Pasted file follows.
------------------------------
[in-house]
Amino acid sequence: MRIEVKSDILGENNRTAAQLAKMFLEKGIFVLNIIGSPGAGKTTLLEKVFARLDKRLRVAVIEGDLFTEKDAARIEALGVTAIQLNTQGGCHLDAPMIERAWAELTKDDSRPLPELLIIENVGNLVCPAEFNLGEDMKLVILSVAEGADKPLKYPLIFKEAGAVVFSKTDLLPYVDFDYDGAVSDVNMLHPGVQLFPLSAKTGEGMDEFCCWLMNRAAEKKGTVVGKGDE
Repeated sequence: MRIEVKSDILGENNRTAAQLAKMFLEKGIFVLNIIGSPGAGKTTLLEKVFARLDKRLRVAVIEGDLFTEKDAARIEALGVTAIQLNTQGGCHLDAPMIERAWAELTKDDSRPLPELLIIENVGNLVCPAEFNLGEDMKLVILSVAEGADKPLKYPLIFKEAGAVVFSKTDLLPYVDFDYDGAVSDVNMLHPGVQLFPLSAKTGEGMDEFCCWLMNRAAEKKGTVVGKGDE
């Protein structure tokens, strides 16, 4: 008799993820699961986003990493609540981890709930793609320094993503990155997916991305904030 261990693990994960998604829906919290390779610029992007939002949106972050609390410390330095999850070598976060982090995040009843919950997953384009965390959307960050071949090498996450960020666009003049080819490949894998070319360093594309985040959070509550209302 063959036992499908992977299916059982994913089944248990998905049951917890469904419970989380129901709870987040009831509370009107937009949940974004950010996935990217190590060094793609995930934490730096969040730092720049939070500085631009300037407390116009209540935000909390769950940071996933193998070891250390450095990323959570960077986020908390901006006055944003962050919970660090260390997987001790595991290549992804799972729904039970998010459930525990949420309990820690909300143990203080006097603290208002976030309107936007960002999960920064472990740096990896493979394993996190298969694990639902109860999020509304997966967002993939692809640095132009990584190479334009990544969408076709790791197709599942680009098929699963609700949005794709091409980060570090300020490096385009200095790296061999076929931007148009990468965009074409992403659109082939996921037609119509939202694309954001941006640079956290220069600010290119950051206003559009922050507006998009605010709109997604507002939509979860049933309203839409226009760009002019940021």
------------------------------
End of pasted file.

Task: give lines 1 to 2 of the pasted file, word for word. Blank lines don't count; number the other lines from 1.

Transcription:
[in-house]
Amino acid sequence: MRIEVKSDILGENNRTAAQLAKMFLEKGIFVLNIIGSPGAGKTTLLEKVFARLDKRLRVAVIEGDLFTEKDAARIEALGVTAIQLNTQGGCHLDAPMIERAWAELTKDDSRPLPELLIIENVGNLVCPAEFNLGEDMKLVILSVAEGADKPLKYPLIFKEAGAVVFSKTDLLPYVDFDYDGAVSDVNMLHPGVQLFPLSAKTGEGMDEFCCWLMNRAAEKKGTVVGKGDE